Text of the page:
You will not have my hatred

Gabriel Garza and Lester Duhe

It was a weekend trip to Paris.

Leah Glenday had the whole trip planned from start to finish.

But then gunshots rang through the City of Lights.

“We realized that the gunmen were approaching us and coming closer, closer, and closer,” Glenday said. “No time for fear really, it was get yourself to safety and figure out what’s going on after.”

Glenday, mass communication junior, is studying abroad at Florence University of the Arts in Italy. She and her friends had decided to go to Paris for a few days to visit.

As she was exploring Paris by night, she stopped into a McDonalds to connect to the Internet when her phone rang with messages.

“All of a sudden I had gotten messages asking if I was okay, if things were going wrong,” Glenday said.

Glenday and her friends had heard that there were gunmen shooting up restaurants along the streets they were headed to.

The group was safe from harm, but Glenday said she felt lucky and knew that if she did not receive a warning text, she may have been killed.

“We heard right before midnight that the closest McDonalds to us had been bombed by a suicide bomber,” Glenday said.

On Friday, Nov. 13, the world discovered that terrorists had attacked six locations within Paris with guns and suicide bombers. The attack claimed the lives of 129 individuals and injured over 300, some of which are still in critical condition.

The Islamic group referred to as ISIS claimed responsibility for the attack.

At a press conference after the Paris attack, President Obama stated, “This is an attack not just on Paris, not just on the people on France, but an attack on all humanity and the universal values we share.”

Tristan Le Bras, foreign exchange student from Paris, said he was deeply shocked seeing violent attacks in the same place where he grew up.

“I checked my Facebook and noticed that my sister and father tried to call me several times. I skyped with my sister the rest of the night. All the attacks took place in our neighborhood,” Le Bras said.

Le Bras said it took an hour to find out if his mother, who was traveling home from London, was safe. It also took him two hours to find out that all his friends were safe from the attacks.

Le Bras said that at first he felt shock, followed by relief and then guilt about being away from home while the attacks happened in his own country.

“All the attacks were in places that I used to see every day. When I saw scenes on the news, I felt involved, this is my city, this is my place, these are my streets,” Le Bras said. “You feel totally different when it is happening. It’s an intrusion in your life.”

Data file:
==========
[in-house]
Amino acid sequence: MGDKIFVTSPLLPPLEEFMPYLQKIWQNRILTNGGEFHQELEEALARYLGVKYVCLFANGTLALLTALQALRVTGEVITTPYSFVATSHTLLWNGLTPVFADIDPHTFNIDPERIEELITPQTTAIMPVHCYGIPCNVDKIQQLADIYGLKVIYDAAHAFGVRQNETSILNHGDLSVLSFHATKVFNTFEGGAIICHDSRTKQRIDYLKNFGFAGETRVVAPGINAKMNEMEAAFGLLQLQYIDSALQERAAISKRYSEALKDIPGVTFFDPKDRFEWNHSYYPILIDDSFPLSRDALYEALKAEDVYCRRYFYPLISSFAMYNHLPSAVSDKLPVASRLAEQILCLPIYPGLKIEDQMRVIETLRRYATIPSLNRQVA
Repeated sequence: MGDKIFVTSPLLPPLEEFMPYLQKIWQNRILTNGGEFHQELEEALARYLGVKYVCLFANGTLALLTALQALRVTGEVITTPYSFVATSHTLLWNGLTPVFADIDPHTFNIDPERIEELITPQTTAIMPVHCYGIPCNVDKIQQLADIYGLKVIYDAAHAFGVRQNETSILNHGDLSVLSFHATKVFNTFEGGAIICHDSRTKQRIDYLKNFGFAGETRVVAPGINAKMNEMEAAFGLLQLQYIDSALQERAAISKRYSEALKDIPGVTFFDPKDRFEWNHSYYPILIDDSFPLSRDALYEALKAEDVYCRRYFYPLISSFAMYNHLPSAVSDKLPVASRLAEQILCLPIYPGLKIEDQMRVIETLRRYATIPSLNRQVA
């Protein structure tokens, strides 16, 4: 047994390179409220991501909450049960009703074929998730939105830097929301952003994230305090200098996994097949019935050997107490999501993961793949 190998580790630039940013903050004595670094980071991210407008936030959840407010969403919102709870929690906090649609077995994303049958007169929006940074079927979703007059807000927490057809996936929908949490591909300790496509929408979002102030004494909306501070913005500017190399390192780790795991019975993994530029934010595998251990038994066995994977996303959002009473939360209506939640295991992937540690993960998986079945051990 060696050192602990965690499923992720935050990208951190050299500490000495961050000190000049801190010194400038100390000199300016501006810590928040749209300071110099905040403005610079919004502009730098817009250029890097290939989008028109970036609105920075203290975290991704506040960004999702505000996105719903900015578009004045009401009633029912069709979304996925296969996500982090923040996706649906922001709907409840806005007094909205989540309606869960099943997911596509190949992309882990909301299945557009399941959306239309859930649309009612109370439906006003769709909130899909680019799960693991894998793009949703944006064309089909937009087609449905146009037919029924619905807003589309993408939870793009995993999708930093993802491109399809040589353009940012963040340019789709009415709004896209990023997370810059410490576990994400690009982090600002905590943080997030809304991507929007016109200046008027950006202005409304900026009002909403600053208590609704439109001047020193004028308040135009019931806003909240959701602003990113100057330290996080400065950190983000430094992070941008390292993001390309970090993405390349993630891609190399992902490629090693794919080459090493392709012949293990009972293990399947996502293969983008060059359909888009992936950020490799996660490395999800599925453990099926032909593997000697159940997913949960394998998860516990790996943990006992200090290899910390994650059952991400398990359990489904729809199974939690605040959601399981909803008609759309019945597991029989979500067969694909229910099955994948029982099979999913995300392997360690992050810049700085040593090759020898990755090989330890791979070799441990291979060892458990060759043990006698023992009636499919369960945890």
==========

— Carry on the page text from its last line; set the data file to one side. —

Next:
Malaika Lucien, economics junior, was studying abroad in Paris at Ecole Supérieure Du commerce extérieur and recalled what happened on Nov. 13.

“At around 9 p.m., we realized that there was an attack going on,” Lucien said.

The whole feel of the city changed within only 20 minutes.

“We had no idea it was a planned and organized terrorist attack,” Lucien said.

Lucien was safe, but she said that instead of people walking around the city, there were police everywhere.

“The next day it was like the apocalypse,” Lucien said. “You can’t really grasp how scary a situation like that is when you hear about it versus living there it’s like your whole entire world turns upside down because you know you’re not safe anymore.”

Dr. Brad Petitfils, co-director of the Paris study abroad program, said that he was in disbelief after learning of the attacks.

“You don’t process something like this quickly. It is troubling to me and to people who know and love Paris because it is such a very laid back city,” Petitfils said.

Petitfils said that he does not think students should be afraid to study abroad in Paris or to other countries.

“With every major city, there are both safe and not so safe neighborhoods. We would never allow students to go explore certain places without anyone being there,” Petitfils said. “To question study in France, I think, is unfortunate because the same thing could happen anywhere.”

Debbie Danna, director for the center of international education, understands that after the Paris attacks, students and parents are concerned about safety during study abroad.

“We were quickly able to verify that our students were safe through emails, Facebook, and through returned study abroad students who were friends with those abroad,” Danna said.

Alice Kornovichm, French professor at Loyola, said she found the act of terrorism in a city that she loves so dearly shocking and devastating.

“It was a horrifying act that I found, half-shock and half-heart break for those who love the city,” Kornovich said.

Kornovich said she is confident that Paris will bounce back from these events.

“Paris has a history of surviving terrible, tragic events,” Kornovich said.

Le Bras said that he has heard that there is a different mood in the city now.

“I’ve heard a lot of people are taking out there guitars and singing. There was a guy in front of the concert hall who took his piano and started to play ‘Imagine’ by John Lennon,” Le Bras said. “They want peace inside and war outside. Push away the horror and go back to a happy lifestyle.”


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